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Blueprint Interfaces Explained

I was super confused as to when to use blueprint interfaces, and when I finally figured it out (in contrast to event dispatchers); I decided to make a quick guide on this matter because I feel a lot of the video guides out there mistake its use akin to that of an event dispatcher, which it’s not.

So first you have to know what an interface is; an interface in programming is a set of function names which you define based on a class. As an example lets say you have two classes: dog and cat. And within these two classes you want to implement a function called eat. So what the interface allows you to do is implement separate "eat"s for dog and cat. Then when you define the function itself, you do it inside of the individual blueprints themselves, in the example above you’d define the function in the dog as “eat dog food” and for cat “eat cat food”.

Then lets say you want to send data from one class to another, meaning in this case dog to cat or vice versa, you need to use a message to do so, and this is because they both use the same interface. If only one of the classes uses the interface then you’d simply use a reference you created to call the function. Remember according to https://docs.unrealengine.com/en-US/…ces/index.html , the two criteria for Blueprints to communicate via an interface is if:

  • Both Blueprints implement the same interface with the required function.
  • The calling Blueprint knows the name of the in-game instance of the other Blueprint.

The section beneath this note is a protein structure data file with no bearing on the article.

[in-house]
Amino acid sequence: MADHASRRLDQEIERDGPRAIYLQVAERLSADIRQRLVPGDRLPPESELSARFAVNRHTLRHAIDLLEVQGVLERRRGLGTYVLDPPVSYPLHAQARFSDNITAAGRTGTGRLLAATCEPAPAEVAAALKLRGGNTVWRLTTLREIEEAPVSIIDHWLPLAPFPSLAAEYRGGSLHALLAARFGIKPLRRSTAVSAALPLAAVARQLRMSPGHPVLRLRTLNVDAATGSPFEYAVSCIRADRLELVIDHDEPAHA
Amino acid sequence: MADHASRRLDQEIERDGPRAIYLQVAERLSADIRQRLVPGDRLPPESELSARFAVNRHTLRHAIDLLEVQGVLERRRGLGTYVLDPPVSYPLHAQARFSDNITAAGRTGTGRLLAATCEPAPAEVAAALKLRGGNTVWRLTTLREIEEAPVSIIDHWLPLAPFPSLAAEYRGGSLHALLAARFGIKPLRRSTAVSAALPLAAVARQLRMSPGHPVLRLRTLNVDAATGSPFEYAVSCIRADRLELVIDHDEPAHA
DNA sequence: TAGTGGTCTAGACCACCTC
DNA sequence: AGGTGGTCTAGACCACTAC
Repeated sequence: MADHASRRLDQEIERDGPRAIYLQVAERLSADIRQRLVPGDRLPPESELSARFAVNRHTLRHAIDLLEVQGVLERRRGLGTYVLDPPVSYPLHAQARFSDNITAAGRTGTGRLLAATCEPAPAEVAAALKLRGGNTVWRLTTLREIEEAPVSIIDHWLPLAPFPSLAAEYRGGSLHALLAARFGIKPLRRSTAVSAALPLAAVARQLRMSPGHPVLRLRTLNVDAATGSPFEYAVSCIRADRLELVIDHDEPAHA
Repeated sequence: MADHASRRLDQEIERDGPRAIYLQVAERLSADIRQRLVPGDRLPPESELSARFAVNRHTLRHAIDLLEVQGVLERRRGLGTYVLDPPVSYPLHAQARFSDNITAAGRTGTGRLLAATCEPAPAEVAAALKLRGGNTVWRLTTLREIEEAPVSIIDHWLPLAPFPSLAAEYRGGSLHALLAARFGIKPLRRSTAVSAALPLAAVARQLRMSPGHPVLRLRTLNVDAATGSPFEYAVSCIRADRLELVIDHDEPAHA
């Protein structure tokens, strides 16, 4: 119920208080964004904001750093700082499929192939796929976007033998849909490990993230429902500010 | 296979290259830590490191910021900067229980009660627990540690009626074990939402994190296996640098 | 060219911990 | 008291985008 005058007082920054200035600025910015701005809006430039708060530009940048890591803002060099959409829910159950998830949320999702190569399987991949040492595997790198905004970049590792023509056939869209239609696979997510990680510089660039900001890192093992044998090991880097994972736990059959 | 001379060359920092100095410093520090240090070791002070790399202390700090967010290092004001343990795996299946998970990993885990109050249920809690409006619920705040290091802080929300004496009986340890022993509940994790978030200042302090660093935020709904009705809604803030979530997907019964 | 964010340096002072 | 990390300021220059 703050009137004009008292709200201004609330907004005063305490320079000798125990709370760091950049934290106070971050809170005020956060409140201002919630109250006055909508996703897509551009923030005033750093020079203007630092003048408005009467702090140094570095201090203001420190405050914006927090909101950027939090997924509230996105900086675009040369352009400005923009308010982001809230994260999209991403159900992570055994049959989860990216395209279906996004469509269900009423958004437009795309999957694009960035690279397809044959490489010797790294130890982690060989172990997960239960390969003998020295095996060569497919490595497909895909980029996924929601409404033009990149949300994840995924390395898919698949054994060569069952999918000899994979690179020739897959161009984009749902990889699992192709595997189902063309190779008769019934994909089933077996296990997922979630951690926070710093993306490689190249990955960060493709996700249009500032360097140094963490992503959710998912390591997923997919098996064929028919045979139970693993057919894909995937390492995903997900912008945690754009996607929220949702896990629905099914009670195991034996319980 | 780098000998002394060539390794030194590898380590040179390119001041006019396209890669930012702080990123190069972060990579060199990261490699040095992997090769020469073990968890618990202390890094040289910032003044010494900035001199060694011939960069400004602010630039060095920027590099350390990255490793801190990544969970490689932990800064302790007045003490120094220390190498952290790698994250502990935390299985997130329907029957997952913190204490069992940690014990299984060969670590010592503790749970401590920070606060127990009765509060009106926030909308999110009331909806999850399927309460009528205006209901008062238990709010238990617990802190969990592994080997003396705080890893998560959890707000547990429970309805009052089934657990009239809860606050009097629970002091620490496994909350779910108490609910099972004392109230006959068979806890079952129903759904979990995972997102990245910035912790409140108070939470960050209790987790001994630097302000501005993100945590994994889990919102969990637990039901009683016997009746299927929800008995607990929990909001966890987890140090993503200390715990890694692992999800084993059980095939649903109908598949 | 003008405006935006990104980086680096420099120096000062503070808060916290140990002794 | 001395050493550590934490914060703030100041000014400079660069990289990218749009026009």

I’ve implemented a little demo to show how this works; here I have a YellowBorderCube in my world whose reference is defined by an inherited version of ThirdPersonBP through the details panel via the world outliner. So I’ve gone ahead and made a Blueprint Interface (BPI) and the only function I have in it is FunctionInside. And when I defined it, I defined it to simply lift the cube up in the Air 50 cm. This is in the targetBP (receiver). In this Blueprint I set the BPI inside of the class settings.

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And in my working BP (sender); I have this:

Way (2) is simply put if I set the BPI in my class settings for MyCharacter BP, and I would have my own version of FunctionInside implemented in MycharacterBP (this method is called sending a message). And way(2) is simply referencing the function from the reference the normal way you would with any reference. Realistically, knowing this opens the door to understanding function libraries, and macro libraries.

You’re right an Event Dispatcher has nothing to do an interface.

Event Dispatcher.

  • The caller of the event dispatcher does´t need a reference to the receiver
  • The receiver needs to know the type of the caller

Interfaces

  • The caller needs to have a reference to the receiver but doesn’t care about its type
  • The receiver needs to implement the interface

Inheritance

  • The caller needs a reference to the receiver and cast to its type

Why would you chose an interface over inheritance? The answer is that interfaces allows you to decouple blueprints from each other. As soon as you cast to a type you make a hard reference to this type. Interfaces avoids this by making an indirect call through an interface class.

Before you make everything into interfaces you should consider that interface functions are all public and will clutter up your search for specific functions if you are not careful. This is why interface functions should have general purpose names and not deviate from their purpose hinted at with the name so they can be reused in many different types of blueprints.